Gardenista in Residence: Michelle Slatalla's California Garden
Tomorrow marks an exciting milestone for our friends at Gardenista -- the launch of their first book, Gardenista: The Definitive Guide to Stylish Outdoor Spaces. This new volume offers in-depth tours of 13 enviable gardens from LA to London, plus planting guides, DIY projects, design ideas, and much more. Throughout the year, the editors at Gardenista will be curating monthly content for the terrain blog, including tours of the gardens featured in the book. Recently, we chatted about the book with Gardenista editor-in-chief Michelle Slatalla. Today, she's taking us on a tour of her own garden in Mill Valley, California.
Michelle says, "Every gardener has a formative moment, many involving a weather disaster. For me, it was the year an unexpected spring blizzard felled my dad’s tulips. We lived in Chicago, so in April—or maybe it was May?—snow was something we could live with, but the tulips couldn’t. The flowers looked so beautiful for a few hours, red and yellow stripes framed by a white backdrop. Then they melted into puddles of wet color. That was the end of tulip season.
"But lo and behold (as the gardeners in my family used to say), the next year the tulips were back, bright heads bobbing on swan-necked stems in tentative spring sunlight. And this was the lesson that stuck with me: everything dies, but in the garden it can come back to life. I have not looked back since. Nearly any amateurish mistake can be fixed, by pruning a plant back to the ground or watering its roots, or digging it up and moving it to a more appropriate spot. Knowing this, I had the courage to design a garden from scratch after my husband and I remodeled a small cottage in Mill Valley, California.
"When I started, the so-called garden was a muddy wasteland left behind by the contractors. As the editor of Gardenista.com and the author of our brand-new book, Gardenista: The Definitive Guide to Stylish Outdoor Spaces, I spend all day looking at photos of beautiful gardens and trying to understand the design principles behind the best ones. In my own front garden, I created a mini-meadow that was a loose homage to garden designer Piet Oudolf’s High Line park in New York. In my back garden, I created outdoor living and workspaces, anchored by a bluestone patio and a tiny 18-inch-deep sliver of a shed.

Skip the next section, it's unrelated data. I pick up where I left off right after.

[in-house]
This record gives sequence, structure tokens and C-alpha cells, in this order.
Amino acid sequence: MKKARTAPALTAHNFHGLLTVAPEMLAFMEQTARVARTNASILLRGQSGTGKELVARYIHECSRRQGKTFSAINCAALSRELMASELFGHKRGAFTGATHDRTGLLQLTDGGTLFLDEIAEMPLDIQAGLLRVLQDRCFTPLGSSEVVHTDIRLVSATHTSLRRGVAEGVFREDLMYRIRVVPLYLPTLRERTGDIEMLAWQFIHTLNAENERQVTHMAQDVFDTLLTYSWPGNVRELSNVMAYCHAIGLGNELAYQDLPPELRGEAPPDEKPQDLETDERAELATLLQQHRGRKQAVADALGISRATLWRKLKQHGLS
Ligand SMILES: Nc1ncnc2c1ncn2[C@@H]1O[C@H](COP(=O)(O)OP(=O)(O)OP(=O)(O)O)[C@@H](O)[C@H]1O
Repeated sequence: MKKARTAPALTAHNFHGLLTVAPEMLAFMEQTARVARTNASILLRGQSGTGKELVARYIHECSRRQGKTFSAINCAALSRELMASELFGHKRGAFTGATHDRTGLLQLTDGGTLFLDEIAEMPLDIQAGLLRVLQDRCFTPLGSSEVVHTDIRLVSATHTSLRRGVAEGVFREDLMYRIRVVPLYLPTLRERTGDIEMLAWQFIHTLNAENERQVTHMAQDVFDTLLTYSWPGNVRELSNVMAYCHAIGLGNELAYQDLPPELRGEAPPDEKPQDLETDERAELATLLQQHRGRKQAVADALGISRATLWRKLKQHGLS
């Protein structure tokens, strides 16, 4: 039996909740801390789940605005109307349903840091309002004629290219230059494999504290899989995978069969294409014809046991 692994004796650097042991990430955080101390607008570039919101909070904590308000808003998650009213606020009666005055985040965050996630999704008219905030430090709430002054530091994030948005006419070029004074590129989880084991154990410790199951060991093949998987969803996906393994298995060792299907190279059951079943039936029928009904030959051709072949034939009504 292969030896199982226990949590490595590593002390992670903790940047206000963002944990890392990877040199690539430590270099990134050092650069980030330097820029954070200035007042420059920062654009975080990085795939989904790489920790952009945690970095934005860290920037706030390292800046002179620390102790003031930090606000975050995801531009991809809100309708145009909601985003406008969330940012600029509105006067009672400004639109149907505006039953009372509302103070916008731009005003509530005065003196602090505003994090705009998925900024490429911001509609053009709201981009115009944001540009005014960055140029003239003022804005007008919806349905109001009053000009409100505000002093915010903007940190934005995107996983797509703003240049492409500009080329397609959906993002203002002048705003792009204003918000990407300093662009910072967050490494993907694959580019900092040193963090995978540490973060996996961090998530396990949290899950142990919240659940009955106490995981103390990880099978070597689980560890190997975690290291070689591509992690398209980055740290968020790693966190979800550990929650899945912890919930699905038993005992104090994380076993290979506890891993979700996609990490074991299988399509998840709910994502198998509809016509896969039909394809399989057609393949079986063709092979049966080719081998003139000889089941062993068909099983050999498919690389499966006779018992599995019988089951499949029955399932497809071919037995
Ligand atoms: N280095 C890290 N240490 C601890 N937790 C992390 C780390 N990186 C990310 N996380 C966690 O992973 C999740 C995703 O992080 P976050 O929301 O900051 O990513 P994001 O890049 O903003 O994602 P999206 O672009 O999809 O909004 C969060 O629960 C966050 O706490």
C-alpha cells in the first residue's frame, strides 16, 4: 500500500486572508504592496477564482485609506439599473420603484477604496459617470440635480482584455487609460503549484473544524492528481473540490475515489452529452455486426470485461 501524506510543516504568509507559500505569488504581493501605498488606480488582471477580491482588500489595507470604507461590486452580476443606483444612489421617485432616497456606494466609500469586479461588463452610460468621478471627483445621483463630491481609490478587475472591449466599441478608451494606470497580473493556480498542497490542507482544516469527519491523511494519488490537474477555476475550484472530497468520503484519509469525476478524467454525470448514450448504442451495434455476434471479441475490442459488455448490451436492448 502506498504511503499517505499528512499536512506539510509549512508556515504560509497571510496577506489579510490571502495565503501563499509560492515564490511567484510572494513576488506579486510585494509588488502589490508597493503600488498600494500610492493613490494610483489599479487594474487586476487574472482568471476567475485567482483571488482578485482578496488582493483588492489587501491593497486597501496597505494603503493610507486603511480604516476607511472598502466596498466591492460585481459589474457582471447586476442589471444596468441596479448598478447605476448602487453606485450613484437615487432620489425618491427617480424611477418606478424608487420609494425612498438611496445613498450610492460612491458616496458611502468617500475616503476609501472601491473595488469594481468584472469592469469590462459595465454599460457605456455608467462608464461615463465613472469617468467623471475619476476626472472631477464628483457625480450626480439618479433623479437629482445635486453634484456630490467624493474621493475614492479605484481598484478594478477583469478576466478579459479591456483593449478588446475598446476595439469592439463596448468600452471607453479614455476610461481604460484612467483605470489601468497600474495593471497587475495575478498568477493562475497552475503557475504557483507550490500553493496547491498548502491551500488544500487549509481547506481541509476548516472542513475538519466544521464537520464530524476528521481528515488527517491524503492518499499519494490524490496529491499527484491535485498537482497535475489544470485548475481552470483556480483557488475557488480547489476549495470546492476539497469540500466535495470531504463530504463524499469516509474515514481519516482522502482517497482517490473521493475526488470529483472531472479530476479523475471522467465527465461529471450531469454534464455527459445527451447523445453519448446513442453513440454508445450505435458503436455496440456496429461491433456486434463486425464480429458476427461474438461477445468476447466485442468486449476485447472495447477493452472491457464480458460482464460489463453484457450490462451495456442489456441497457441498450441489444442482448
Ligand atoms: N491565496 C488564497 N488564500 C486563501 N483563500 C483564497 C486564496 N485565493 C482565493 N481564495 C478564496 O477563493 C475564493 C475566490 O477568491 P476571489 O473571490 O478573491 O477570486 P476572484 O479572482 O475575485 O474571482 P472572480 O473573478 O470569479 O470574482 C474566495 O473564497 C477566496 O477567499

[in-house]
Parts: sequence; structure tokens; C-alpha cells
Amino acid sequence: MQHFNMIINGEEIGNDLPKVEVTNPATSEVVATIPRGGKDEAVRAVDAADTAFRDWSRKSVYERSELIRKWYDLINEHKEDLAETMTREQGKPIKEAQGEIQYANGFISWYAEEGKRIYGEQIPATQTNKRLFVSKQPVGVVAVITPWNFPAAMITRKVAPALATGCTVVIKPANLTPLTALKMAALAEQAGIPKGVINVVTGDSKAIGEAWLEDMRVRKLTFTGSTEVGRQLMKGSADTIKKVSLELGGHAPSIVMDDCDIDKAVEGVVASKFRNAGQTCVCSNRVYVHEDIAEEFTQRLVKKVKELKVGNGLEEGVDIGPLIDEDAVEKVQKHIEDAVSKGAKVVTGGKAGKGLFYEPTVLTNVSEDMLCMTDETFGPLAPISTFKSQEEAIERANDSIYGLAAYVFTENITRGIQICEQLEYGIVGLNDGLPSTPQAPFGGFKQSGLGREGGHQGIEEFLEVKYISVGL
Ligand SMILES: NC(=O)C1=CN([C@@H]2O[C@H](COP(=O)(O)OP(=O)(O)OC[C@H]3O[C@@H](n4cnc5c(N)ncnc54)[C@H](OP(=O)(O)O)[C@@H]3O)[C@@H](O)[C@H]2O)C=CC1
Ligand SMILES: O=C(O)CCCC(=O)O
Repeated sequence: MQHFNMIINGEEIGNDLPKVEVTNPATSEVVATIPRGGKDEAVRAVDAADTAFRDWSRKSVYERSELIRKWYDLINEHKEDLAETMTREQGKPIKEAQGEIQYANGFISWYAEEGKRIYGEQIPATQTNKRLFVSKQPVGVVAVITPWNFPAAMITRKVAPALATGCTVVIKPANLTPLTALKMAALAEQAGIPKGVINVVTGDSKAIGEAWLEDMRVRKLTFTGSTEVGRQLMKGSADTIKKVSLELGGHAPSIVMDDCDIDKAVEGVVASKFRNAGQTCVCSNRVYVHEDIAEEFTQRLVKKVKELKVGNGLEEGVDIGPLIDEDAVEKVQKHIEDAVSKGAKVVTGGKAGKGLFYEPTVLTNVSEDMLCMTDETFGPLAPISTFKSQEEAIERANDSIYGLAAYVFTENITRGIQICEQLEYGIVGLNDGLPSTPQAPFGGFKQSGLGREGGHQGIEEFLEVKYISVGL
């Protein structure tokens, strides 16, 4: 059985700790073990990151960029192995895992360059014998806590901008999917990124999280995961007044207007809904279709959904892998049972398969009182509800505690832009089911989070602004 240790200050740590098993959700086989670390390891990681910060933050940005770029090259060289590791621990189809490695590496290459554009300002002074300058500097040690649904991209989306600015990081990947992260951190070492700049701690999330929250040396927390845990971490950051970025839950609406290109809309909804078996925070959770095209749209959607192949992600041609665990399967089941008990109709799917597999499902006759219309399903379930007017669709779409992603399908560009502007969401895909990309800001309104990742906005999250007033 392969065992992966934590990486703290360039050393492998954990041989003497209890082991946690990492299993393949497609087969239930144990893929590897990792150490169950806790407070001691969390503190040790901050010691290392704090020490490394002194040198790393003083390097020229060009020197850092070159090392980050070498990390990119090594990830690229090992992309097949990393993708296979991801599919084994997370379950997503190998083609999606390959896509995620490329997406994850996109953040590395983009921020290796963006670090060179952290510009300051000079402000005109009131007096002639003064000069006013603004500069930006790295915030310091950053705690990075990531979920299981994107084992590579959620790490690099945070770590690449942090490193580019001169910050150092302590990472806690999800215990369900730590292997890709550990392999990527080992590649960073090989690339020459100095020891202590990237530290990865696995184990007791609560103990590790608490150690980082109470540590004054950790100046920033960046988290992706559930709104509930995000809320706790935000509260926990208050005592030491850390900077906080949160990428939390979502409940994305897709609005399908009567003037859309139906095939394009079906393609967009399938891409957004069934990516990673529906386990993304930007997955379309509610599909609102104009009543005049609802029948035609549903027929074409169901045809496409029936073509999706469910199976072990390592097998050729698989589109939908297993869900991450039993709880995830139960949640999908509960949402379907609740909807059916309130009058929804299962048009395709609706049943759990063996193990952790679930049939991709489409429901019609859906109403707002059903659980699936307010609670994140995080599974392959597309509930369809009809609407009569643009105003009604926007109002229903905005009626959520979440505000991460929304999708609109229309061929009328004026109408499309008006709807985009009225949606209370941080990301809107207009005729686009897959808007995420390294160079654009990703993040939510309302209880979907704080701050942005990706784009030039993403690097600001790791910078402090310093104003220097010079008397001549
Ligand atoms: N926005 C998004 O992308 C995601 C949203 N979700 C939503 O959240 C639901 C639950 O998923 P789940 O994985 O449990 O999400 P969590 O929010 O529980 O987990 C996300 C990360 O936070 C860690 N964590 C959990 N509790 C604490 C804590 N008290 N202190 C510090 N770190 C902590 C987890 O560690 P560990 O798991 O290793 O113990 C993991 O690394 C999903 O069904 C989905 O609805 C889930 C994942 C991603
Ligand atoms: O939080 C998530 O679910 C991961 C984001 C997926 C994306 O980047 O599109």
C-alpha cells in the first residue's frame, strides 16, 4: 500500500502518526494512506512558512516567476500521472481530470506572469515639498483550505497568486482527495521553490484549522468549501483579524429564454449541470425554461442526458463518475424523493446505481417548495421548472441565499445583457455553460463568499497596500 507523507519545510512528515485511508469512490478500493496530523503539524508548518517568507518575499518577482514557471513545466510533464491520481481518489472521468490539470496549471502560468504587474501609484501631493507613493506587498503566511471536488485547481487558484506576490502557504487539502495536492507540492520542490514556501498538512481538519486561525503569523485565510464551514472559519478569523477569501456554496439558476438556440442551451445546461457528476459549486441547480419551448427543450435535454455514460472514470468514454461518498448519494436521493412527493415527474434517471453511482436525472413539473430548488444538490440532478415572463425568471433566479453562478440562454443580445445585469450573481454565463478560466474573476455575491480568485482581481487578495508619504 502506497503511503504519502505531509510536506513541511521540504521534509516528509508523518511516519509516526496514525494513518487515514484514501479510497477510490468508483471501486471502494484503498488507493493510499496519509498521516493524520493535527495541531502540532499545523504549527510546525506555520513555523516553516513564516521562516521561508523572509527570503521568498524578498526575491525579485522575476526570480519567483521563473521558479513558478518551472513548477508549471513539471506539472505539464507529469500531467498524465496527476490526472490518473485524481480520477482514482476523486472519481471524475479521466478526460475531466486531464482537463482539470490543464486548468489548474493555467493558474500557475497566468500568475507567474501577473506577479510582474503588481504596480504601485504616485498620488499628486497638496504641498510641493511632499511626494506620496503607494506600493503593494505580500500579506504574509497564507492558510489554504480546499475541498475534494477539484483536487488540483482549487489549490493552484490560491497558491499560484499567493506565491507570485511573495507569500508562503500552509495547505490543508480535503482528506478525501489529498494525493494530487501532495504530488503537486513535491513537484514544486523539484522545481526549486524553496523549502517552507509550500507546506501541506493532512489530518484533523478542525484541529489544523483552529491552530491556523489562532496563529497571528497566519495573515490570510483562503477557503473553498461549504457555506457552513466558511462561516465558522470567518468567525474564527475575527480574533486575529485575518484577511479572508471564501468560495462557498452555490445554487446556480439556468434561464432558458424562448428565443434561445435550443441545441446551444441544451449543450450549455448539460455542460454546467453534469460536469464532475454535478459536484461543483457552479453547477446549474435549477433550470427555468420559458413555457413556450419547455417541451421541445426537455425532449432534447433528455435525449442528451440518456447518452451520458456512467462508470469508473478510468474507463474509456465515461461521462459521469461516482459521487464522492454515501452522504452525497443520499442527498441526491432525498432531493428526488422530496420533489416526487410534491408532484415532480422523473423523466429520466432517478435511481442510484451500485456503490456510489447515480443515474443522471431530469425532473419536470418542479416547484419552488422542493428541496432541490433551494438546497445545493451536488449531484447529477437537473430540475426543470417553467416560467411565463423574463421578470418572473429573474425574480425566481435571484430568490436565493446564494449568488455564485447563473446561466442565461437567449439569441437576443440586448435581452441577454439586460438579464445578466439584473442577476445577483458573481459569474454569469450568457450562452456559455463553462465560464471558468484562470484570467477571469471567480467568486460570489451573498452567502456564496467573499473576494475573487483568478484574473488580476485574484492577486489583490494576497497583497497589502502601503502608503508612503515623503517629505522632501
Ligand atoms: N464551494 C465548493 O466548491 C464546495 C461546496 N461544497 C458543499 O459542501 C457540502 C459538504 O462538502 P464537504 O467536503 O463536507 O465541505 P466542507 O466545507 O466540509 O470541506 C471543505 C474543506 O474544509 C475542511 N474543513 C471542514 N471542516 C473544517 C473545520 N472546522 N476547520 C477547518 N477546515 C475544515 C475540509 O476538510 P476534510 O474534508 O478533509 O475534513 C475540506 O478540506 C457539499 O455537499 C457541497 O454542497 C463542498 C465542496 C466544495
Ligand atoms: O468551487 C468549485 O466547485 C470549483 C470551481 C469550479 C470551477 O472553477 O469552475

L: In the back garden is an outdoor living room that is an extension of the house during the nine months of the year when we have nice weather. Anchored by a teak daybed from terrain, the space is almost always occupied by someone lying around with a book and a big glass of lemonade. R: Mexican feather grass catches the sun and looks like spun gold in the mornings.
L: We used basic plumbing parts to make an outdoor shower in a corner of the garden. The tree fern was rescued from the front garden before the remodel. R: Our neighbor, Richard, came by one day soon after we moved in and offered us a fragment of an ornate iron fence that he said had once belonged to our house. He'd been using it as a trellis. Working with the original piece, a blacksmith was able to create a railing for our front stoop (which I think looks as if it's always been there).
My little meadow (at left) has drought-tolerant perennials and grasses that thrive in northern California, including Mexican feather grass, dwarf Russian sage, and Echinacea. On the other side of the brick path is a more minimalist bed where I am training boxwood to grow into a low maze, with an olive tree in the middle.
Image credits: 1. Photo by Aya Brackett; 2. Photo by Matthew Williams for Gardenista: The Definitive Guide to Stylish Outdoor Spaces, and Artisan Books; 3. Photo by Matthew Williams.
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